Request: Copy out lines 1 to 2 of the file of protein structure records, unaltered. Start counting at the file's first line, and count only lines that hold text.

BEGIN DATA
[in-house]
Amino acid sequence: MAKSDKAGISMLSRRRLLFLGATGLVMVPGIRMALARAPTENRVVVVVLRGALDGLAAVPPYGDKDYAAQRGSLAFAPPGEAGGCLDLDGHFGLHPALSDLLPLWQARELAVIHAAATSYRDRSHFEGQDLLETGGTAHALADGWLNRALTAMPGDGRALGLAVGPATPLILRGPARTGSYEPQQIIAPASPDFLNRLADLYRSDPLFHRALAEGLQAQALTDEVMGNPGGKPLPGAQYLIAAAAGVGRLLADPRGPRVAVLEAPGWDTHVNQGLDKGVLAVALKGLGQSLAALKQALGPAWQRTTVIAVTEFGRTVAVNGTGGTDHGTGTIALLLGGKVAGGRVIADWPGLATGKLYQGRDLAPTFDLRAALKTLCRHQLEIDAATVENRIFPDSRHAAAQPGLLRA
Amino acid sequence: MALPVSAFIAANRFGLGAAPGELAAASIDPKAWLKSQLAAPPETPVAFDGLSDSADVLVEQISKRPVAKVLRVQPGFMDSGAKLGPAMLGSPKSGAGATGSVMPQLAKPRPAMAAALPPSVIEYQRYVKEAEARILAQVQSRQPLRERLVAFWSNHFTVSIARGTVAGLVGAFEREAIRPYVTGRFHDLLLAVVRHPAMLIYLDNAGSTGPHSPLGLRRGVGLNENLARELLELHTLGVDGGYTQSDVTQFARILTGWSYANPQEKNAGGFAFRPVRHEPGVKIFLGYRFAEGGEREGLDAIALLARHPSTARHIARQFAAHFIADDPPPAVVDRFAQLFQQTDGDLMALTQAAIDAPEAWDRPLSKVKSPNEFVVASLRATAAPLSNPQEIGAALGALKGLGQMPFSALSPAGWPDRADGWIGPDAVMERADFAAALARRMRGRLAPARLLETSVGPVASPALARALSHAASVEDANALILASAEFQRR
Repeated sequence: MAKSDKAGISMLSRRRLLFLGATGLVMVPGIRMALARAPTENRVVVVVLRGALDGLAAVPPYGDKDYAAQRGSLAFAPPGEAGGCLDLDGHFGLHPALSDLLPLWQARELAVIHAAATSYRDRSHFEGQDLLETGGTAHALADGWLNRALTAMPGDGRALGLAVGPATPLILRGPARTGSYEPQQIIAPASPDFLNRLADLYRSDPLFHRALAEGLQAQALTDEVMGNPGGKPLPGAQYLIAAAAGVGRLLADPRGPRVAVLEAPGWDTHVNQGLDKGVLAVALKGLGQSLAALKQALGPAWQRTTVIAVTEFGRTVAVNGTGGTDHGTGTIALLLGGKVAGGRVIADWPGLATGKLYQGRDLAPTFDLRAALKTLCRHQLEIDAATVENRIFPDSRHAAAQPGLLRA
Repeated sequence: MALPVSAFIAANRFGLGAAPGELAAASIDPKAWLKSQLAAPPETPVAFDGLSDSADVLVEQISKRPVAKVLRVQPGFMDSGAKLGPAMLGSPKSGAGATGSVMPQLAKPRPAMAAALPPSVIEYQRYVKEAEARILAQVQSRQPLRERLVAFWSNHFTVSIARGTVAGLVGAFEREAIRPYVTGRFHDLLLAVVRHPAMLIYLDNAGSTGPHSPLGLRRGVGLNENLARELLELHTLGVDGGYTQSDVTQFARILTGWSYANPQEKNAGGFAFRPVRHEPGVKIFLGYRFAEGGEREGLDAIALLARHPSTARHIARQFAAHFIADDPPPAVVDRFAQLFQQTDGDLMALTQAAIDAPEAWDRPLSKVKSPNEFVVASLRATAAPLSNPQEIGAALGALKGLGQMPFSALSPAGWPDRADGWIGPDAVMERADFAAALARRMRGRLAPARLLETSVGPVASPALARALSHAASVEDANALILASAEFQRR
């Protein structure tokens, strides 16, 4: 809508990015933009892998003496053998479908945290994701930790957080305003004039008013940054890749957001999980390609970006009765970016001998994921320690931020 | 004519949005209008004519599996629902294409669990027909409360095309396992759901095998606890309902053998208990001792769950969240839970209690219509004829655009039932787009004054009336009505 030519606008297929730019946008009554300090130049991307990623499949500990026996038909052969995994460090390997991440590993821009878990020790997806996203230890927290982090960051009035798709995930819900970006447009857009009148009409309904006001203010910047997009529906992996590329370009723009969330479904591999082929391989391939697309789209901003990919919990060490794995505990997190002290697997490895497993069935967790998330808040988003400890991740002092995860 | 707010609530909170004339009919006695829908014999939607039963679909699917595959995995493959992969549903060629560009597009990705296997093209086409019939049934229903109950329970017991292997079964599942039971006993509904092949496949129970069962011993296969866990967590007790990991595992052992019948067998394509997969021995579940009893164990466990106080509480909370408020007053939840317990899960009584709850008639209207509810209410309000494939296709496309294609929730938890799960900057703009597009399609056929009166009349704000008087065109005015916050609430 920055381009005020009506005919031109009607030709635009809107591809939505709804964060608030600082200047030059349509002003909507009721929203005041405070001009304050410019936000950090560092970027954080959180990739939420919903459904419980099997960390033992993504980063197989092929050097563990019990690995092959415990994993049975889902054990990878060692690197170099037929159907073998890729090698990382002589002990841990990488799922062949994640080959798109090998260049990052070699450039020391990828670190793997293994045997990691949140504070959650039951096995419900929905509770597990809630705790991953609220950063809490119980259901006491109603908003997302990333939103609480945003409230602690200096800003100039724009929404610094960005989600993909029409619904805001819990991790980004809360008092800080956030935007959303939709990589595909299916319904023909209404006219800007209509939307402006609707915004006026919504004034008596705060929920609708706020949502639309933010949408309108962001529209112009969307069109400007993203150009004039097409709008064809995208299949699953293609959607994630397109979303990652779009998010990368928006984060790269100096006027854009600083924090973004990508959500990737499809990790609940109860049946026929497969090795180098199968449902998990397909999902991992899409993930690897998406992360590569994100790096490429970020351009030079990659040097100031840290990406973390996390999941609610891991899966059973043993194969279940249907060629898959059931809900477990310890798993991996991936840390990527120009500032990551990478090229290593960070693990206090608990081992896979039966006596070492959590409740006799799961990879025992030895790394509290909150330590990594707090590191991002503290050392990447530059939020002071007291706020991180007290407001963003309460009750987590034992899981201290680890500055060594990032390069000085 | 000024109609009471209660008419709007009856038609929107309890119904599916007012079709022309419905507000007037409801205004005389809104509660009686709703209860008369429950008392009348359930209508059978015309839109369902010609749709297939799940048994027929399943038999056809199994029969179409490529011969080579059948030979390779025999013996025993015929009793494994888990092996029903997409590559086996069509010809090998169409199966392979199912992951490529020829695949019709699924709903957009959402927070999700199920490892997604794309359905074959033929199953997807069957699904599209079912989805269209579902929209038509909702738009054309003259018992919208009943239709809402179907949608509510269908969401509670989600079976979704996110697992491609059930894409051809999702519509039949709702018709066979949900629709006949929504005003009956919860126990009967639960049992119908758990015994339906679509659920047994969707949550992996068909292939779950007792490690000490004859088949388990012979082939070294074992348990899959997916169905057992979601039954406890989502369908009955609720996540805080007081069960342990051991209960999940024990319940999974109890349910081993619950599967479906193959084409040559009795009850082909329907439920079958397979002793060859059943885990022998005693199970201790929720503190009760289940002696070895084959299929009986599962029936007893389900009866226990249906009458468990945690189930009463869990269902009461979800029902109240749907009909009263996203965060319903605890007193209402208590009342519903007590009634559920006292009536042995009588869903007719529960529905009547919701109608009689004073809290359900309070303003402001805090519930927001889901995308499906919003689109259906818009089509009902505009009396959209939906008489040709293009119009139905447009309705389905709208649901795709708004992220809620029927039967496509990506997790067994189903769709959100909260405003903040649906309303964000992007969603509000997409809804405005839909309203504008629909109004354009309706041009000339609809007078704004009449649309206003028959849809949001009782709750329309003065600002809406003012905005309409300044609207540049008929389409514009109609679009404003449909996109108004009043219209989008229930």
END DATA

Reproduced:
[in-house]
Amino acid sequence: MAKSDKAGISMLSRRRLLFLGATGLVMVPGIRMALARAPTENRVVVVVLRGALDGLAAVPPYGDKDYAAQRGSLAFAPPGEAGGCLDLDGHFGLHPALSDLLPLWQARELAVIHAAATSYRDRSHFEGQDLLETGGTAHALADGWLNRALTAMPGDGRALGLAVGPATPLILRGPARTGSYEPQQIIAPASPDFLNRLADLYRSDPLFHRALAEGLQAQALTDEVMGNPGGKPLPGAQYLIAAAAGVGRLLADPRGPRVAVLEAPGWDTHVNQGLDKGVLAVALKGLGQSLAALKQALGPAWQRTTVIAVTEFGRTVAVNGTGGTDHGTGTIALLLGGKVAGGRVIADWPGLATGKLYQGRDLAPTFDLRAALKTLCRHQLEIDAATVENRIFPDSRHAAAQPGLLRA